The teaching profession’s approach to evidence
Teachers have specialist knowledge in their subject areas, are experts in providing education to young people and in understanding the school context. They are more effective than ‘outsiders’ at providing social-emotional education in schools (Durlak et al., 2011). The notion that teaching should be evidence-based is, however, relatively new, arising from an increased culture of accountability (Cochran-Smith & Boston College Evidence Team, 2009). Although some teachers specialise in teaching science subjects, teaching as a profession is not science-based, and the kinds of evidence teachers generally prefer are informal, and include personal experience and advice from colleagues, rather than scholarly journals and professional courses (Cook et al., 2003). This has created a gap between educational research and classroom practice, such that well-developed methods for working with pupils with emotional and behavioural difficulties are not being implemented (Cook et al., 2003). Enhancement of teacher skills in evidence-based practice has been identified as an ongoing objective, with Popham (2009), for example, noting the need for professional development to increase teachers’ ‘assessment literacy’.
Teachers are now being expected to add universal social-emotional education to their repertoire, and questions are being asked about the education of teachers with regard to the new tasks being demanded of them (Dix & Murray-Harvey, 2011). Although teachers delivering social-emotional education often produce excellent results, success is undermined if good programmes are not well-implemented or not continued, or if poor programmes are selected in the first place (Durlak et al., 2011).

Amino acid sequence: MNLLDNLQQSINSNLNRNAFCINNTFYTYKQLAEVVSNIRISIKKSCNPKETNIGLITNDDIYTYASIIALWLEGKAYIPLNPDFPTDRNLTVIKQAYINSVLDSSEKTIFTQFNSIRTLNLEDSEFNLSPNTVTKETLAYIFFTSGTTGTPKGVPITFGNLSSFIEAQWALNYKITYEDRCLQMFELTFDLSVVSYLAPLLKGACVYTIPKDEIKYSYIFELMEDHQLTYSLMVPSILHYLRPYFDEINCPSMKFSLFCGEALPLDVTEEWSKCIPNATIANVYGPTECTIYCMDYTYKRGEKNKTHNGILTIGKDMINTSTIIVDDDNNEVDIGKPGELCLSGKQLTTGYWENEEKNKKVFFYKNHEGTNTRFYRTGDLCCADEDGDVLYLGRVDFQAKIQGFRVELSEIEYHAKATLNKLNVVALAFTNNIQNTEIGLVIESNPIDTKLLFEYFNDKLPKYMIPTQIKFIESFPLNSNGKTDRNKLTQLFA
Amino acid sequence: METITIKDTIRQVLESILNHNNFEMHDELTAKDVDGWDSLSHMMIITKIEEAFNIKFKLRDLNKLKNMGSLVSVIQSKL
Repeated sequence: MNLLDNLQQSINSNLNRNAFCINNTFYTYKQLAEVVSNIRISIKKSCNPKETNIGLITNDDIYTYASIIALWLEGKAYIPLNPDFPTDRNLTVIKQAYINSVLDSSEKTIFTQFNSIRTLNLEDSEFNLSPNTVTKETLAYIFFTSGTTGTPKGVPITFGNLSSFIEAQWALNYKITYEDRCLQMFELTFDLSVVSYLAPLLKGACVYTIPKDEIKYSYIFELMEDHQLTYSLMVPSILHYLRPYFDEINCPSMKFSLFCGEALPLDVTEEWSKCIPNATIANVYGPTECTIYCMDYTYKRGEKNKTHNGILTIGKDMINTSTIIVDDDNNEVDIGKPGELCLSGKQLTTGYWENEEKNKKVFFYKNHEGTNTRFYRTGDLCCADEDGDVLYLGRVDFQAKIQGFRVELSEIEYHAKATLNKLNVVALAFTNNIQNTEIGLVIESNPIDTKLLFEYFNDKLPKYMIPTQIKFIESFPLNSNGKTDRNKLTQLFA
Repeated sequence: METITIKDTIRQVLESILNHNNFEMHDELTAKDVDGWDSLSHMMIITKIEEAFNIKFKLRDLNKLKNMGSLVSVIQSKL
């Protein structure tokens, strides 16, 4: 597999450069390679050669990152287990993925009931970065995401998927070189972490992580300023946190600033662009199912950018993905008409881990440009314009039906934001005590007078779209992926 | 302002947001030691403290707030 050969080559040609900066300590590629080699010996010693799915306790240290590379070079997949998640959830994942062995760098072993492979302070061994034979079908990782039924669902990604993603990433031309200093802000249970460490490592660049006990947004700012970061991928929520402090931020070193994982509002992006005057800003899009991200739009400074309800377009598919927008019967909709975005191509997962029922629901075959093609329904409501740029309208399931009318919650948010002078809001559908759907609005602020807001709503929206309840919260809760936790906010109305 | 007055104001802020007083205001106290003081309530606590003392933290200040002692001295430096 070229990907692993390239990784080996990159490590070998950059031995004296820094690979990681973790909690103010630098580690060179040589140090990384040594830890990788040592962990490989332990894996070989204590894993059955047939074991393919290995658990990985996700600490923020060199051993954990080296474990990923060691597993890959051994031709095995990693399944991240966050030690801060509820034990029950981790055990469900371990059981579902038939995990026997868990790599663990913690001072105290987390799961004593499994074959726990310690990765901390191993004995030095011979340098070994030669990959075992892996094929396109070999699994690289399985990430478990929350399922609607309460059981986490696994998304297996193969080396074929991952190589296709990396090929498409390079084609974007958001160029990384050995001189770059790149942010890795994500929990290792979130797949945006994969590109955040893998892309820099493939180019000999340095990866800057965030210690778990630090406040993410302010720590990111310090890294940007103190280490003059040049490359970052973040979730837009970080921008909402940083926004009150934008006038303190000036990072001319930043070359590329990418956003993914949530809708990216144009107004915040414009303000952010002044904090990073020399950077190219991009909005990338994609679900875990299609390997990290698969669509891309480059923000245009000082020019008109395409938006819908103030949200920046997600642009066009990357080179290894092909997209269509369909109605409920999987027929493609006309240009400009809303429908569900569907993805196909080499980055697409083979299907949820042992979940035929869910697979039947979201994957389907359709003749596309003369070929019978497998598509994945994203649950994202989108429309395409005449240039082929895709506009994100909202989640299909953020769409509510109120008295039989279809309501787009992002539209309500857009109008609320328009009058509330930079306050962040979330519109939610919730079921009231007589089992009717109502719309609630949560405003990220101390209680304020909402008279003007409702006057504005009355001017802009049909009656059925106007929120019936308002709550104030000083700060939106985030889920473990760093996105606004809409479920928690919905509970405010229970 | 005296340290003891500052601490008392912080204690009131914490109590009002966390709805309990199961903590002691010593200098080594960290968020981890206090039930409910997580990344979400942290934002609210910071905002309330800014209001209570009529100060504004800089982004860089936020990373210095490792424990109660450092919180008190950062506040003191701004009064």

Recent research from several countries suggests that teachers do not use the strength of the evidence base as a criterion for programme selection and feel overwhelmed by the range of programmes jostling for attention (e.g. Cooper, 2011; Dix & Murray-Harvey, 2011; Toda, 2011). Respecting the evidence base supporting particular social-emotional programmes was a major recommendation arising from a disappointing national evaluation of SEAL in UK secondary schools (Humphrey et al., 2010). Without such respect for evidence, the probability is that programmes with the best sales pitch or intuitive appeal will win out regardless of the strength of the evidence base. The vulnerability of schools in this regard is illustrated by the widespread adoption of teaching practices – and their promotion by governments – based on Howard Gardner’s ‘multiple intelligences’ theory, despite an almost complete absence of support for the theory or the effectiveness of its applications. This has made even Gardner himself uneasy, but he recognised the strength of his own salesmanship, in saying that if he had used the term ‘multiple talents’ instead, his theory would not have been nearly as popular (Revell, 2005).